In the light of the circumstances, this first round of voting was not able to completely express the anger that exists against Macron, the right wing and all those – from the Socialist Party to the National Rally – who support and implement policies of austerity and privatisation in the local councils. Nevertheless, this mood was expressed in certain cities, such as Marseille, where the successor of Jean-Claude Gaudin of the (right wing) Republicans was beaten by the Socialist Party candidate with a small percentage ahead. In Strasbourg, the outgoing mayor who stood as a candidate under the En Marche label only received 20% of the vote as against 28% for the Europe Ecology (Green) party!

Similarly, in Bordeaux, where Phillipe Poutou of the NPA (New Anticapitalist Party) supported by FI (France Unbowed – Jean-Luc Mélenchon’s party) will go on to the second round with 11.8% of the vote. Or again in Lyon, with the very satisfying hiding given to Gérard Collomb, the former interior minister for Macron before Castaner.

In terms of the campaigns on the ground, the lists which spoke of rejecting Macron’s policies and the ‘Macron-aligned’ candidates, including by denouncing their alliances with the old left, which keep the Socialist Party artificially alive, received a very good response. Sometimes, given the circumstances, this did not automatically translate into a strong vote for (these candidates) everywhere. In Paris, for example, only Danielle Simonnet, candidate for ‘Let’s Decide Paris’ (supported by France Unbowed) exceeded 10% of the vote in the 20th District. But this response shows once more the need for a new political force, lively and democratic, involved in struggles, to organise workers and local people around a fighting programme.

Success for ‘Let’s decide Petit-Quevilly’

In Petit-Quevilly, near Rouen, Gauche Revolutionnaire member, Leïla Messaoudi, led a new electoral list called, ‘Let’s decide Petit-Quevilly’, supported by France Unbowed. Based on a fighting programme, this group managed to win 8.5% of the vote and saw our comrade elected from the first round, as was the mayor, Charlotte Goujon. Our campaign also contributed to reducing the National Rally’s score from 34 to 23 per cent with two seats lost out of the six that they previously had. In order to counter their ‘everything for security’ politics, we ran a campaign based on the restoration of public services and for a council that answers the needs of workers and young people. Our elected municipal councillor will fight them hard throughout the next term as she has always done, alongside the whole team at ‘Let’s decide Petit-Quevilly’.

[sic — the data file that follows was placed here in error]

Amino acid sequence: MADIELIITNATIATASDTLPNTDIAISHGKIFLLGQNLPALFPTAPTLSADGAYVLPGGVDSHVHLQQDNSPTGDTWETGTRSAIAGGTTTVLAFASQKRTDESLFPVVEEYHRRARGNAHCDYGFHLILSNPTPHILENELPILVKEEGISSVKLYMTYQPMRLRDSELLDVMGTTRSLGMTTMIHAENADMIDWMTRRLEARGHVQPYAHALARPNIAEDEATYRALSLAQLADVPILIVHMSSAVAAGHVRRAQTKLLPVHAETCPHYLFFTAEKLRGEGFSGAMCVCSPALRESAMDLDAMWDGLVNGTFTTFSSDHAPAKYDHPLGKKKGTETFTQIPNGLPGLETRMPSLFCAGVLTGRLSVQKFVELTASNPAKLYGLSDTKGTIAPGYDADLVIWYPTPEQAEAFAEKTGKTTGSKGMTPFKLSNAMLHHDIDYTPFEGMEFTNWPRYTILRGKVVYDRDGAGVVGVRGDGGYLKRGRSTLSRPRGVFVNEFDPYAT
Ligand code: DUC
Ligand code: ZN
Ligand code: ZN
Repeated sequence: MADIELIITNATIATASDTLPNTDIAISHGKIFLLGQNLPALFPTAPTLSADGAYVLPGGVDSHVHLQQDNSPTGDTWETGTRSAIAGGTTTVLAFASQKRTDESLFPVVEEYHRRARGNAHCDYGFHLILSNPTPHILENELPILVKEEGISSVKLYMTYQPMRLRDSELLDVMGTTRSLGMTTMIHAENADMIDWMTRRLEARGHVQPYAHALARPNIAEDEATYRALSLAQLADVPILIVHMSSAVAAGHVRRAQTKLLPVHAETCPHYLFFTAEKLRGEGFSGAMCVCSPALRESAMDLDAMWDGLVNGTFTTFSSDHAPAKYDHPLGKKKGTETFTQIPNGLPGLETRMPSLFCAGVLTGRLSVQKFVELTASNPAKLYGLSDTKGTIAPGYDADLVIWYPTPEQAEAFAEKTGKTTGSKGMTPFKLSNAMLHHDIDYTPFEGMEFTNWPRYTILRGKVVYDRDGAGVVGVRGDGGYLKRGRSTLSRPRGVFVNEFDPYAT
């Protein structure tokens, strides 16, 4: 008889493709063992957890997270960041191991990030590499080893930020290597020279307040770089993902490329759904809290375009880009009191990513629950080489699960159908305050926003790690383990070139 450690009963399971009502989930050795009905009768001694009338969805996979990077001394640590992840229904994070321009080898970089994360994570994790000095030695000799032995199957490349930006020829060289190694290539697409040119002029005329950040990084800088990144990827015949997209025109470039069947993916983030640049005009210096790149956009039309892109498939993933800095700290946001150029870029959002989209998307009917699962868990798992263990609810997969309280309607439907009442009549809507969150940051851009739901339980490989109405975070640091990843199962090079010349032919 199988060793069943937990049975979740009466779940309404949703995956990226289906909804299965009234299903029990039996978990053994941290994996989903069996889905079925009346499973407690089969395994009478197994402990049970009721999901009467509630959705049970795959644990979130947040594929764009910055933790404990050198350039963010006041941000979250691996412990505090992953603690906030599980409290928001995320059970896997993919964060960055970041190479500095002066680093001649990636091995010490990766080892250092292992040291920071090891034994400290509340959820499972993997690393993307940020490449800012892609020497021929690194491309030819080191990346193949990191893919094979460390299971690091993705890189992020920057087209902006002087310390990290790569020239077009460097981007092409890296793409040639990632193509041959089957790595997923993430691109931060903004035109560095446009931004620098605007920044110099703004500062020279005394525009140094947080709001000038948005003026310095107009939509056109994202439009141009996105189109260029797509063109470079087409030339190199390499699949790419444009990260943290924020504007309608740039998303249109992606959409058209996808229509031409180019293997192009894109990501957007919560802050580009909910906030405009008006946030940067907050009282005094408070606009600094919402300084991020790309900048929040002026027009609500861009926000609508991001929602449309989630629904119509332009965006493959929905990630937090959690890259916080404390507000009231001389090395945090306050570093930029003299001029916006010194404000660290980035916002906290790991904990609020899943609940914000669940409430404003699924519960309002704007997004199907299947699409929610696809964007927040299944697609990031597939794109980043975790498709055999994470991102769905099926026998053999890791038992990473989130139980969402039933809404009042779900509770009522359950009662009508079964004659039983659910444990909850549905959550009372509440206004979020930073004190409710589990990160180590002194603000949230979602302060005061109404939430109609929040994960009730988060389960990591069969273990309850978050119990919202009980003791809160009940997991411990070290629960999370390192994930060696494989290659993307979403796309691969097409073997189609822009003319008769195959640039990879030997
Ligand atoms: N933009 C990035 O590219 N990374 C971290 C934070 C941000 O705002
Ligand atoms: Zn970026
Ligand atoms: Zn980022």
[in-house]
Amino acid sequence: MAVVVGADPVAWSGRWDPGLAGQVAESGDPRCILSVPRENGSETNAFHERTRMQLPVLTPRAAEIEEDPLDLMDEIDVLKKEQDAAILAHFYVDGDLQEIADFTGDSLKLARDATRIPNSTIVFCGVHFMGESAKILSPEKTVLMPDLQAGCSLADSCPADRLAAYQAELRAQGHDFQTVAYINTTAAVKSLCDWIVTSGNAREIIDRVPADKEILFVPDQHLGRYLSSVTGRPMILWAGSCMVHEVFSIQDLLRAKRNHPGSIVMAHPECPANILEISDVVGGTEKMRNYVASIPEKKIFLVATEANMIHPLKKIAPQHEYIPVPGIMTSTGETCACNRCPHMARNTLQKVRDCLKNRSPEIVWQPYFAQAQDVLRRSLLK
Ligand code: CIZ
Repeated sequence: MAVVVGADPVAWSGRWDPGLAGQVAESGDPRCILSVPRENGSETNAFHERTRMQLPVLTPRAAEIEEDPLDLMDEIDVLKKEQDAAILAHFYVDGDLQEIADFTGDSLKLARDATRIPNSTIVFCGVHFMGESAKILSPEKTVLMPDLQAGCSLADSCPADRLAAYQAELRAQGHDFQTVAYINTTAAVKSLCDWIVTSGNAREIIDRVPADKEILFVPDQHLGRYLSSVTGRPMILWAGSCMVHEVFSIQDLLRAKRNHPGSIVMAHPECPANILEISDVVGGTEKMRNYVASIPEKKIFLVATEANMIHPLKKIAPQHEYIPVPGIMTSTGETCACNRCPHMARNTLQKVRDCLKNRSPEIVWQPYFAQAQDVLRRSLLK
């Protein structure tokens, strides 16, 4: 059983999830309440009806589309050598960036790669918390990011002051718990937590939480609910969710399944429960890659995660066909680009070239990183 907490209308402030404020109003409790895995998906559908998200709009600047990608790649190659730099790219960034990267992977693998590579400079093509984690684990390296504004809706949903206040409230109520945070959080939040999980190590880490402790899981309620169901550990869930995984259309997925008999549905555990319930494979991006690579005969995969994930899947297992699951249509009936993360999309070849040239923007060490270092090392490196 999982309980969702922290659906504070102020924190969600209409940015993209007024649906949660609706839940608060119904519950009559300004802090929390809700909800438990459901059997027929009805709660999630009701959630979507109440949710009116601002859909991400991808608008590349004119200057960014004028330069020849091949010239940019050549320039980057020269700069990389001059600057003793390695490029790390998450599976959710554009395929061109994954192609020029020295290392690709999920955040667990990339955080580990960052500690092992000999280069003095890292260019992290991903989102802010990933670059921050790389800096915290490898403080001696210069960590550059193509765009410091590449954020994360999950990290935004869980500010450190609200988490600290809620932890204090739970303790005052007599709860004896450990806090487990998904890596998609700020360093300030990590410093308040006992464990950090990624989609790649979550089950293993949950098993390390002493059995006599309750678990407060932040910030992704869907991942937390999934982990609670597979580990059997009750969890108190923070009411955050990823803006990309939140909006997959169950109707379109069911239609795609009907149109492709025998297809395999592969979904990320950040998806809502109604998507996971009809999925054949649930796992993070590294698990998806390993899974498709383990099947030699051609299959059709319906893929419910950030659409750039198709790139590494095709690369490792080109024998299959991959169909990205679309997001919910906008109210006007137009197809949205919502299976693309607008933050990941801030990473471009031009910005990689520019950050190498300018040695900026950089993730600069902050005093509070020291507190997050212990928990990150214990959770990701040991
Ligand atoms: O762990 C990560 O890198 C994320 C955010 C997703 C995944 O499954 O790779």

As the statement released on polling night said, “We thank our fellow candidates on the list, our supporters and all those who campaigned with us. Thank you to everyone who has given their vote to our list! A combative group has been born in Petit Quevilly; count on us to continue the fight.”

The second round will not take place until at least June, but it has already proved to be a real defeat for Macron. The anger will not cease during the lock-down and the campaigns should once more provide the opportunity to reunite and reinforce these new ‘militant groups’ which have flourished all over the country. They should be the seeds of a new political force – a new mass party of struggle, serving the interests of workers and poor people.